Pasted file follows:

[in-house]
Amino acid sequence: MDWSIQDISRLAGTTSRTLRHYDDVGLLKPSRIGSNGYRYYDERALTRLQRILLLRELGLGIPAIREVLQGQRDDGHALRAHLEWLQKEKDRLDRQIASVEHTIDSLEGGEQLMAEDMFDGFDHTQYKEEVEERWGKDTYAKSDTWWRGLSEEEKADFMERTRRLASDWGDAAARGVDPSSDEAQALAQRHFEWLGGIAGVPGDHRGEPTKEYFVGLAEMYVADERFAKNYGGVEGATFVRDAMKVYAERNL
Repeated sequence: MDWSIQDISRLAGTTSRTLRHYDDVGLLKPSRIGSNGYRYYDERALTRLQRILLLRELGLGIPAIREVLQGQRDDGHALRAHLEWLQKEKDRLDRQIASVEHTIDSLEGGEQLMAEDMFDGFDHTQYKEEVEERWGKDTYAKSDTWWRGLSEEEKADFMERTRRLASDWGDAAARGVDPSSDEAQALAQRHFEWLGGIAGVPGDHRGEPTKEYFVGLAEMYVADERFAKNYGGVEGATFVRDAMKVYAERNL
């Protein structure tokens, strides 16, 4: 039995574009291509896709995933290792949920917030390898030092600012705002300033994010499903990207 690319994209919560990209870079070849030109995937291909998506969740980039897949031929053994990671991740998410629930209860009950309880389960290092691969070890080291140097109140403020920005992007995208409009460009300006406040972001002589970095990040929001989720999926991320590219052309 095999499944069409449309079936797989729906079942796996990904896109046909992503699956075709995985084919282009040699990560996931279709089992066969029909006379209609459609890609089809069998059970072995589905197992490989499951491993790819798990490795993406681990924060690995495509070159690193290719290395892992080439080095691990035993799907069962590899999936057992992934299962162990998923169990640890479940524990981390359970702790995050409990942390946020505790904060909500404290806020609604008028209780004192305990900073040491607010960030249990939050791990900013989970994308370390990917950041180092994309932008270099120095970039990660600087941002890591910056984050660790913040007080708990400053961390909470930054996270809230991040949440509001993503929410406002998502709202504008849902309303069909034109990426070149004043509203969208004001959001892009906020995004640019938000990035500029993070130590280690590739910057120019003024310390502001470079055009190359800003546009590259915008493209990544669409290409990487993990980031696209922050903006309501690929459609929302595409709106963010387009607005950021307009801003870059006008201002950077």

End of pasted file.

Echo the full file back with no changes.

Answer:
[in-house]
Amino acid sequence: MDWSIQDISRLAGTTSRTLRHYDDVGLLKPSRIGSNGYRYYDERALTRLQRILLLRELGLGIPAIREVLQGQRDDGHALRAHLEWLQKEKDRLDRQIASVEHTIDSLEGGEQLMAEDMFDGFDHTQYKEEVEERWGKDTYAKSDTWWRGLSEEEKADFMERTRRLASDWGDAAARGVDPSSDEAQALAQRHFEWLGGIAGVPGDHRGEPTKEYFVGLAEMYVADERFAKNYGGVEGATFVRDAMKVYAERNL
Repeated sequence: MDWSIQDISRLAGTTSRTLRHYDDVGLLKPSRIGSNGYRYYDERALTRLQRILLLRELGLGIPAIREVLQGQRDDGHALRAHLEWLQKEKDRLDRQIASVEHTIDSLEGGEQLMAEDMFDGFDHTQYKEEVEERWGKDTYAKSDTWWRGLSEEEKADFMERTRRLASDWGDAAARGVDPSSDEAQALAQRHFEWLGGIAGVPGDHRGEPTKEYFVGLAEMYVADERFAKNYGGVEGATFVRDAMKVYAERNL
């Protein structure tokens, strides 16, 4: 039995574009291509896709995933290792949920917030390898030092600012705002300033994010499903990207 690319994209919560990209870079070849030109995937291909998506969740980039897949031929053994990671991740998410629930209860009950309880389960290092691969070890080291140097109140403020920005992007995208409009460009300006406040972001002589970095990040929001989720999926991320590219052309 095999499944069409449309079936797989729906079942796996990904896109046909992503699956075709995985084919282009040699990560996931279709089992066969029909006379209609459609890609089809069998059970072995589905197992490989499951491993790819798990490795993406681990924060690995495509070159690193290719290395892992080439080095691990035993799907069962590899999936057992992934299962162990998923169990640890479940524990981390359970702790995050409990942390946020505790904060909500404290806020609604008028209780004192305990900073040491607010960030249990939050791990900013989970994308370390990917950041180092994309932008270099120095970039990660600087941002890591910056984050660790913040007080708990400053961390909470930054996270809230991040949440509001993503929410406002998502709202504008849902309303069909034109990426070149004043509203969208004001959001892009906020995004640019938000990035500029993070130590280690590739910057120019003024310390502001470079055009190359800003546009590259915008493209990544669409290409990487993990980031696209922050903006309501690929459609929302595409709106963010387009607005950021307009801003870059006008201002950077």